Now, Wearable Sensors to Detect What’s in Your Sweat
The US scientists have developed a kind of wearable skin sensors that can detect what's in wearers' sweat that may provide real-time updates on their health problems like dehydration or fatigue.
The study published in the latest edition of Science Advances reported a new sensor design that can monitor the sweat rate, and the electrolytes and metabolites in sweat, teh Xinhua news agency reported.
The researchers also developed a way to quickly manufacture the sensor patches in a roll-to-roll processing technique similar to screen printing, which prints the sensors onto a sheet of plastic like words on a newspaper.
The new sensors have a spiraling microscopic tube that wicks sweat from the skin. By tracking how fast the sweat moves through the microfluidic, the sensors can report how much a person is sweating.
Also, the devices are outfitted with chemical sensors that can detect concentrations of electrolytes like potassium and sodium, and metabolites like glucose.
To understand what sweat can reflect the real-time health of the human body, the researchers from the University of California, Berkeley placed the sweat sensors on different spots on volunteers' bodies, including the forehead, forearm, underarm and upper back.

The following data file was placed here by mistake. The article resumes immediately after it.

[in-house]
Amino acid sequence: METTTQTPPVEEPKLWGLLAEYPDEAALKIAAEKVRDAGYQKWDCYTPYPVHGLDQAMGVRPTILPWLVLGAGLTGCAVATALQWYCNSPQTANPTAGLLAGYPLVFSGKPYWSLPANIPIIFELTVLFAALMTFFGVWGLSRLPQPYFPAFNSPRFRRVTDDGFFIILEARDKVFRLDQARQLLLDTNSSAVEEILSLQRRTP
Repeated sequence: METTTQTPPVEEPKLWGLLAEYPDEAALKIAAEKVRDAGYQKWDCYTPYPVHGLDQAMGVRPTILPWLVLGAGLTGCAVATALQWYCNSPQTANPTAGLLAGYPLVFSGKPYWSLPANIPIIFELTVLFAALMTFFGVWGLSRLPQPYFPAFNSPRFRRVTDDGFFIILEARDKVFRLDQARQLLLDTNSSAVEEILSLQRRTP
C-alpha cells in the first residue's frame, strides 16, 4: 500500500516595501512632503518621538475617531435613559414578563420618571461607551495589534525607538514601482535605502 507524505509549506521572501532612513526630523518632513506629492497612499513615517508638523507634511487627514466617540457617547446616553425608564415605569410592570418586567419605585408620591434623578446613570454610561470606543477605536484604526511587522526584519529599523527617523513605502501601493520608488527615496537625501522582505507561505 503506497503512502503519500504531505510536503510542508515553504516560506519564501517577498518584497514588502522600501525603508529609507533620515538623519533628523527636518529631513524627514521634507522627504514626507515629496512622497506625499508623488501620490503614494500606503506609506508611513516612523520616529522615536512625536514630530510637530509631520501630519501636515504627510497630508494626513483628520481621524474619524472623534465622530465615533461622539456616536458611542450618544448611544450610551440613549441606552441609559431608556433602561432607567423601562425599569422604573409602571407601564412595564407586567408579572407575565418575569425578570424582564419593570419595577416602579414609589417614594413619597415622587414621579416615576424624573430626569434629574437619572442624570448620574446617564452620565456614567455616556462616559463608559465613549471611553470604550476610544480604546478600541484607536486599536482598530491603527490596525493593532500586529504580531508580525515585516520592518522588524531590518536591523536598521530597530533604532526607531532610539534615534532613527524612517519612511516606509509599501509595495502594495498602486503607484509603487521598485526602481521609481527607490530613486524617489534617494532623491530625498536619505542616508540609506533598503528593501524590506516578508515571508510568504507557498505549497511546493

They measured their sweat rates and the sodium and potassium levels in their sweat while they rode on an exercise bike, and found that local sweat rate could reflect the body's overall liquid loss during exercise, meaning that tracking sweat rate could be a way to give athletes a warning when they may be pushing themselves too hard.
They also used the sensors to compare sweat glucose levels and blood glucose levels in healthy and diabetic patients, but they found that a single sweat glucose measurement cannot necessarily indicate a person's blood glucose level, so they need more research to identify the potential correlation.
"We've shown that there isn't a simple, universal correlation between sweat and blood glucose levels," said Mallika Bariya, a graduate student in materials science and engineering at UC Berkeley and the co-lead author on the paper.
(This story was auto-published from a syndicated feed. No part of the story has been edited by The Quint.)
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